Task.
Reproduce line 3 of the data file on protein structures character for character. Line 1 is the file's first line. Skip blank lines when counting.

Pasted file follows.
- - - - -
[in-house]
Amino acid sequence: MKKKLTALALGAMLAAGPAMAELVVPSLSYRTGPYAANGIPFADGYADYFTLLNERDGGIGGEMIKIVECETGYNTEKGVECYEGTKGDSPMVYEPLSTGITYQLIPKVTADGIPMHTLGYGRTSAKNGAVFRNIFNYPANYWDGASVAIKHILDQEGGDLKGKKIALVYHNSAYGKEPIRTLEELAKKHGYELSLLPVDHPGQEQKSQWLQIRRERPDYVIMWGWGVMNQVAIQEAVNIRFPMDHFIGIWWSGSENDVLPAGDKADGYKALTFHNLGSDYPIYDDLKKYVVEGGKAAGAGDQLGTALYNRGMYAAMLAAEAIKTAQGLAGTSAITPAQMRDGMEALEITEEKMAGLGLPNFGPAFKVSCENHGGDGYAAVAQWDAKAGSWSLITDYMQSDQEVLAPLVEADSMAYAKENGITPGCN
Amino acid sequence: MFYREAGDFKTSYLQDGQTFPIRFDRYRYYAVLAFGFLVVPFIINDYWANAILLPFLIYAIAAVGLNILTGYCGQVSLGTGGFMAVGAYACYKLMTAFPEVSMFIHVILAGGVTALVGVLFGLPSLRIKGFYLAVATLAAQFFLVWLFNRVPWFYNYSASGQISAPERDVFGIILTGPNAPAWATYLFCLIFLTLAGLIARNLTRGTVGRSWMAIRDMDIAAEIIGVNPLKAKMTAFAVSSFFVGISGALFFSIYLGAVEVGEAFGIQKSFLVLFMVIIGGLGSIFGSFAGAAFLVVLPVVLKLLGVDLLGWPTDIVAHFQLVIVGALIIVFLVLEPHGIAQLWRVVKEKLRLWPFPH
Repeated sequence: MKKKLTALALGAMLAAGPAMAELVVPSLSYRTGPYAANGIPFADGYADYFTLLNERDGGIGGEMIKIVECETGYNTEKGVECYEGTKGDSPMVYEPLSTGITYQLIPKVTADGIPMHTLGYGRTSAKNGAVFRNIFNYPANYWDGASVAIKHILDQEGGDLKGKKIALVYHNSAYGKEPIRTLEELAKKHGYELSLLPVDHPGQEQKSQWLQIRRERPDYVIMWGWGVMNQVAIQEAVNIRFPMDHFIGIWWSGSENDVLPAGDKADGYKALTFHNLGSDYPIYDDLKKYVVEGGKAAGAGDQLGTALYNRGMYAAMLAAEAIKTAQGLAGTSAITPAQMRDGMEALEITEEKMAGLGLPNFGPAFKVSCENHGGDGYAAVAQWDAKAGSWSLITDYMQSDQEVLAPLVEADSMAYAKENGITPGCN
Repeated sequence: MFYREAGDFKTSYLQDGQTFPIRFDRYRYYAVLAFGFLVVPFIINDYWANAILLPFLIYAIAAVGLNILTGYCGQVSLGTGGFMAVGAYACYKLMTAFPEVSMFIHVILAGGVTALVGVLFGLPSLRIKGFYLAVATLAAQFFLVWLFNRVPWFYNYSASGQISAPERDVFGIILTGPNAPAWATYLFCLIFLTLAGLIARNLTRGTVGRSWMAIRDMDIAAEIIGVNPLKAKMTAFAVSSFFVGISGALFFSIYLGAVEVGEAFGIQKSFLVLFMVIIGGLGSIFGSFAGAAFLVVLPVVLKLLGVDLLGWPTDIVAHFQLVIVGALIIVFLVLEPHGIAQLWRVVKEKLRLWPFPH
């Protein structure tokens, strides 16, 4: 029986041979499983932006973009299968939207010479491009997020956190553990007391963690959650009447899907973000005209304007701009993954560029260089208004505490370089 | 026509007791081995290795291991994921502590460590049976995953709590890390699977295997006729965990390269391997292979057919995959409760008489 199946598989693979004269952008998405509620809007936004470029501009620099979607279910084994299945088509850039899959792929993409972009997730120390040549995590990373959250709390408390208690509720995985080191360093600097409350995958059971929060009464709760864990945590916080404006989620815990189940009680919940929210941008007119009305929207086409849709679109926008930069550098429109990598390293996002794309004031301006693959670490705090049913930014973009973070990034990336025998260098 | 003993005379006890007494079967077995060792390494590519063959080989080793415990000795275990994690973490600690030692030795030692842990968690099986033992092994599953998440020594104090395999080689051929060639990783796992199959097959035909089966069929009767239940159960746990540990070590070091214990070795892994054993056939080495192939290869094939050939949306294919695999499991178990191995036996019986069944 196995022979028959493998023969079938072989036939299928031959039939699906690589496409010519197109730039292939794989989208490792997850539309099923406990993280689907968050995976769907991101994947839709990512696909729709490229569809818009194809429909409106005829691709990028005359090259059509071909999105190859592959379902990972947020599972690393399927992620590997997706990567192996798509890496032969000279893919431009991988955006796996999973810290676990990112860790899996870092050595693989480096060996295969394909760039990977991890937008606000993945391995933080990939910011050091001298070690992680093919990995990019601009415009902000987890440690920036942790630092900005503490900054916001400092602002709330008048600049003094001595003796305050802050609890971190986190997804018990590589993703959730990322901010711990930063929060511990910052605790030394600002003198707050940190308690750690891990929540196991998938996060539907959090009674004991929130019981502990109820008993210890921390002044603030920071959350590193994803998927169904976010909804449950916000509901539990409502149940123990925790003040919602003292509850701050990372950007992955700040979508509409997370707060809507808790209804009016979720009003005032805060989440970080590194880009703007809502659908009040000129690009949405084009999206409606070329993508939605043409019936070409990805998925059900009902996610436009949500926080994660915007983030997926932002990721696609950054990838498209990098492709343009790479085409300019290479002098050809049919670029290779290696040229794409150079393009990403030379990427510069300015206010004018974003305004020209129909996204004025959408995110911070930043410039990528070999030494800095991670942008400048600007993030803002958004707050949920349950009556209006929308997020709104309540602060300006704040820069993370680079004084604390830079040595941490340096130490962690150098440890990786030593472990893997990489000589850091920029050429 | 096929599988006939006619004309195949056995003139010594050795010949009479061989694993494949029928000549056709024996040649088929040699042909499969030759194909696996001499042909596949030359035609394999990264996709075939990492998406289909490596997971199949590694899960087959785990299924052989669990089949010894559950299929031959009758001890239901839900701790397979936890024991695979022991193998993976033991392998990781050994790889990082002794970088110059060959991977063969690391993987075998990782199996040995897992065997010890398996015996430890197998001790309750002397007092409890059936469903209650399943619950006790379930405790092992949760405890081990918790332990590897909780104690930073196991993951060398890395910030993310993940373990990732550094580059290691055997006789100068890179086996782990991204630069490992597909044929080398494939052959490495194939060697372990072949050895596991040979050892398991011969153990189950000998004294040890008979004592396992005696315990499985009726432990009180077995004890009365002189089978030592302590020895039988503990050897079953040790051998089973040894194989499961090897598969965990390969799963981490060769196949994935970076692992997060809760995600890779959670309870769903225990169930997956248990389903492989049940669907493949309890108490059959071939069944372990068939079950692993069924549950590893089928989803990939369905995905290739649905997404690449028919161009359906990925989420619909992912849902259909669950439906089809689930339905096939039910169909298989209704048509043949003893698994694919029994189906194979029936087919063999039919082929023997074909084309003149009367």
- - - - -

Amino acid sequence: MFYREAGDFKTSYLQDGQTFPIRFDRYRYYAVLAFGFLVVPFIINDYWANAILLPFLIYAIAAVGLNILTGYCGQVSLGTGGFMAVGAYACYKLMTAFPEVSMFIHVILAGGVTALVGVLFGLPSLRIKGFYLAVATLAAQFFLVWLFNRVPWFYNYSASGQISAPERDVFGIILTGPNAPAWATYLFCLIFLTLAGLIARNLTRGTVGRSWMAIRDMDIAAEIIGVNPLKAKMTAFAVSSFFVGISGALFFSIYLGAVEVGEAFGIQKSFLVLFMVIIGGLGSIFGSFAGAAFLVVLPVVLKLLGVDLLGWPTDIVAHFQLVIVGALIIVFLVLEPHGIAQLWRVVKEKLRLWPFPH